Exit code trivia

Whenever there is an automated process involved, such as asset/code building, unit testing, automatic version packaging, bulk log processing, etc., there often is a set of command-line tools which do their thing and return the result. Then there is a calling process (which may be as simple as a batch file, or as complex as IncrediBuild), which launches the tool and acts upon success/failure.

In the world of command-line tools, success/failure is represented with exit code. However, it is important to understand that exit codes are to be treated carefully.

Here is a rough set of guidelines to handling exit codes:

  • The canonical success code is 0, not 1. This is also true for return codes of functions – 0 always makes success. Never return 1 from your command-line tool to communicate success – no caller will expect this.
  • Related to the above – there should be only one success code, i.e. everything else should be treated as error. There is no unambiguous encoding for several success values; the user probably does not care about details, the success is enough; for some system calls, like system(), cross-platform handling of different success values results in extra work (Windows returns the exit code as is, Linux returns a value that contains the exit code and additional information).
  • In utmost majority of cases you don’t need more than one error code either. The reasons are the same.
  • Even if you decide to use several error codes, do not use negative numbers. Some negative numbers may be used as special values for functions that normally return exit codes – in fact, one such number is -1; the family of spawn functions return -1 on error, so if you return -1 from your tool, the resulting error will be unexpected – we had one such case with SCons, where the matters were additionally complicated by the fact that -1 raised an OSError exception, which was swallowed by the SCons internals for some weird reason).
  • If the tool fails, returning an error code is not enough – you should output the additional error information, which should be as detailed as needed to be able to further investigate the issue (i.e. don’t return ‘file load failed’ flag, print the name of file that the program failed to open, and the error code).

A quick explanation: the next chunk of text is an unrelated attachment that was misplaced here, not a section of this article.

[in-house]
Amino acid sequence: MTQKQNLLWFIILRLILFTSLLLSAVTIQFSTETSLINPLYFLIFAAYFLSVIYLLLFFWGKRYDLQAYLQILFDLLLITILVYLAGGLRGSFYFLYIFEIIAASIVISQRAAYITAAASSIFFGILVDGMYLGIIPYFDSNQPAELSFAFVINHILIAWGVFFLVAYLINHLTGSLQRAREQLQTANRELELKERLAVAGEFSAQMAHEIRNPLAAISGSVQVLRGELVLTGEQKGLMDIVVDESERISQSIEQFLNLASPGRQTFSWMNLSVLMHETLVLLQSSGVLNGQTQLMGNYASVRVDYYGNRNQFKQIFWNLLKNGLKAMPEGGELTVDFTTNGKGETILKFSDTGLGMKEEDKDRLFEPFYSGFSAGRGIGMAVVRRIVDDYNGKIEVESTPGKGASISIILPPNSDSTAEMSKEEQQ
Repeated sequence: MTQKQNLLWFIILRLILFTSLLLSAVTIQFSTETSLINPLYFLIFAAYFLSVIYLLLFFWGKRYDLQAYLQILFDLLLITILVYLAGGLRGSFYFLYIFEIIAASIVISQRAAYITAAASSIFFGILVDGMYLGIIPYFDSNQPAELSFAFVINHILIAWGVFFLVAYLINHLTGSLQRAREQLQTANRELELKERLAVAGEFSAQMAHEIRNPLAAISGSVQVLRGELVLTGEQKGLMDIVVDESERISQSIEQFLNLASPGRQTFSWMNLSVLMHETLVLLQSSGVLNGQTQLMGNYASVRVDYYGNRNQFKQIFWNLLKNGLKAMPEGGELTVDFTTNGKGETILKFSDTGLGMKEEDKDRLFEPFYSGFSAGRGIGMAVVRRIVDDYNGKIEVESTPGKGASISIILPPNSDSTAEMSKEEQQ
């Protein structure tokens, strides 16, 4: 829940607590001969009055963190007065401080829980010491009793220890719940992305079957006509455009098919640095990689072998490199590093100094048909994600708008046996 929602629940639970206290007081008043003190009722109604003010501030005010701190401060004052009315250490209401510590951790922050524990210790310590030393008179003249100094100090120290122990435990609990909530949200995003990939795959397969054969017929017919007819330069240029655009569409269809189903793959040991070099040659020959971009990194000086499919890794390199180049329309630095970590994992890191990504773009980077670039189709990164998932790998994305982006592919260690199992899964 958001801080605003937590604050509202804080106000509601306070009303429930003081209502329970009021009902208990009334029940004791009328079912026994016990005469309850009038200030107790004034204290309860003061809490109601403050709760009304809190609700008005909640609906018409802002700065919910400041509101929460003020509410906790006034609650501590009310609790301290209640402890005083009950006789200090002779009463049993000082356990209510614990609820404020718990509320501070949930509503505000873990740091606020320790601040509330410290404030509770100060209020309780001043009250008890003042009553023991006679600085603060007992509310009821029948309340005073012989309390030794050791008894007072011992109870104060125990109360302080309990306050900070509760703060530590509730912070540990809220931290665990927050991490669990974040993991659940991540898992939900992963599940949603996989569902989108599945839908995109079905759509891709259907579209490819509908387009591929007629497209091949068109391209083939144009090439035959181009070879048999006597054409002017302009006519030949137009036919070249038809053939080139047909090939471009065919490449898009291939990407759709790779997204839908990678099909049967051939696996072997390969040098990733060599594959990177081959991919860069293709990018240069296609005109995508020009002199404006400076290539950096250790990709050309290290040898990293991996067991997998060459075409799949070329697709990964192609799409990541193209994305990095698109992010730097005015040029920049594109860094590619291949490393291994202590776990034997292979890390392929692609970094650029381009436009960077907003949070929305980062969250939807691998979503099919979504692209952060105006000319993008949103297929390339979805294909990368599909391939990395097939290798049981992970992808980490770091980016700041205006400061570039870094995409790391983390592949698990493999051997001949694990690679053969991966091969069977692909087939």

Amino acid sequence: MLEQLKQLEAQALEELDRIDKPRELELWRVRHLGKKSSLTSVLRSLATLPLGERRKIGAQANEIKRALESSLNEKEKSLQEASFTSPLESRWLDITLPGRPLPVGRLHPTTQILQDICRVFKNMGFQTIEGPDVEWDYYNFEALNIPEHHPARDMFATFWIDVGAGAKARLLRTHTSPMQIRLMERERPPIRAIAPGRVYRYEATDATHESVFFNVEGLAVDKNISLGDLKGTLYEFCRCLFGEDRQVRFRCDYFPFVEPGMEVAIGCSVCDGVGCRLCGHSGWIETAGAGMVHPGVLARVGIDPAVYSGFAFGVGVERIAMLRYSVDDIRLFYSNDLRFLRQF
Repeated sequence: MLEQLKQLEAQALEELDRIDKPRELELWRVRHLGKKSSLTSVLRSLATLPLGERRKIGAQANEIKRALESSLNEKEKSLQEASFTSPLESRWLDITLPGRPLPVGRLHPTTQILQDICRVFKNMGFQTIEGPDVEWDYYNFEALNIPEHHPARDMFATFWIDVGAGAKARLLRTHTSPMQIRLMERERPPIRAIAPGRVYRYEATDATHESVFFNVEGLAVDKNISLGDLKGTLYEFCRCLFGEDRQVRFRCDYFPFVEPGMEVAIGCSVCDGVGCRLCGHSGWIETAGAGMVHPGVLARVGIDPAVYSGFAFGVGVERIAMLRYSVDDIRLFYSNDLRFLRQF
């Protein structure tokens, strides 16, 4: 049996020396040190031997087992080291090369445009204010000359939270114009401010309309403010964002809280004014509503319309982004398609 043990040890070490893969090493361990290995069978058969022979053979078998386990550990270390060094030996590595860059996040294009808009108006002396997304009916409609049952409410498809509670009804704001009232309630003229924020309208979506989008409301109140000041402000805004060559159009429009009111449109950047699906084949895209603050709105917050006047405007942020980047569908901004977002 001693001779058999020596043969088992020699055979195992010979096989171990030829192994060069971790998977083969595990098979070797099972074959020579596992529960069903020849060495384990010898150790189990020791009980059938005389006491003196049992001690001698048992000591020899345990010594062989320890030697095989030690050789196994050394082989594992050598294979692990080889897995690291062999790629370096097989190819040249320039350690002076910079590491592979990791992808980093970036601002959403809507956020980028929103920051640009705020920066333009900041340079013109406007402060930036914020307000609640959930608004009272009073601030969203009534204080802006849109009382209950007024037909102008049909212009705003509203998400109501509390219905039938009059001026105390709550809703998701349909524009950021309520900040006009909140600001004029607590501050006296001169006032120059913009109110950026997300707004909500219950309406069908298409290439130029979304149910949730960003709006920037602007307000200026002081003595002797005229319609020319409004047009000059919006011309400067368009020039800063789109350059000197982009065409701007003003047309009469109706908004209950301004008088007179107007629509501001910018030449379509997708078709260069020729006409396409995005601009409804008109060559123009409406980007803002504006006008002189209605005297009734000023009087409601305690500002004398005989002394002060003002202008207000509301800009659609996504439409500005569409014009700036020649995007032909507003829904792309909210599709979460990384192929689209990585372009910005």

• As a somewhat related thing, if the tool succeeds, prefer less verbose output. An ideal tool is the tool that outputs zero lines of information if it succeeded (which reduces the clutter, enables easier detection of warnings, and generally makes people pay attention to the problems in the automated process because they are the only thing that’s printed!). If you need debugging/statistics information, consider adding a separate command-line flag. If you need version information for diagnostics, output it when a special command-line flag is used, not for every build.
  • Be careful with batch files. It is very easy to accidentally lose an exit code in the batch file. In fact, if you can avoid batch files completely or make them one-liners that call your script interpreter of choice, do it; if you can’t, still try to go that way as far as possible.

So basically, if you only use 0 (success) and 1 (failure) exit codes, return additional failure information via stdout/stderr, and don’t pollute stdout with things that are not indications of some problem, the users of your command line tool will love you.

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One Response to Exit code trivia

  1. cb says:

    The convention on DOS was that higher errorlevel meant worse errors, and many programs certainly returned info about the type of error that was useful. Very friendly DOS apps don’t just return 0/1 , they return a range of errors, with clear documentation about what each one means.

    See for example :


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